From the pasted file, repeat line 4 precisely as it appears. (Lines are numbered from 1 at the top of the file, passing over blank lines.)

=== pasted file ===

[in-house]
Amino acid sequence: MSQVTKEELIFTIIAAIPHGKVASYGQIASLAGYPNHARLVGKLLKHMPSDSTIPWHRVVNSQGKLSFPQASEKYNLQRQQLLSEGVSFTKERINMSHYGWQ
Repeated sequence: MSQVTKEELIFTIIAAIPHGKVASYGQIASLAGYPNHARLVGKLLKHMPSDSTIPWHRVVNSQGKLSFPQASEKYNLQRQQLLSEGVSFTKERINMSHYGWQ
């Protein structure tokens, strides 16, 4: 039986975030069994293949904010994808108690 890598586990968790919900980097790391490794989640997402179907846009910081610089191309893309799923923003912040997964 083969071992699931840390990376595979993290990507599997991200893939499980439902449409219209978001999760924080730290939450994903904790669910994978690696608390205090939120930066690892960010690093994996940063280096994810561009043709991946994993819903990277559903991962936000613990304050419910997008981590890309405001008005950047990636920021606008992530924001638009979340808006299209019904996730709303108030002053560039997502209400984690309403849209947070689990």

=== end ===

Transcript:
């Protein structure tokens, strides 16, 4: 039986975030069994293949904010994808108690 890598586990968790919900980097790391490794989640997402179907846009910081610089191309893309799923923003912040997964 083969071992699931840390990376595979993290990507599997991200893939499980439902449409219209978001999760924080730290939450994903904790669910994978690696608390205090939120930066690892960010690093994996940063280096994810561009043709991946994993819903990277559903991962936000613990304050419910997008981590890309405001008005950047990636920021606008992530924001638009979340808006299209019904996730709303108030002053560039997502209400984690309403849209947070689990």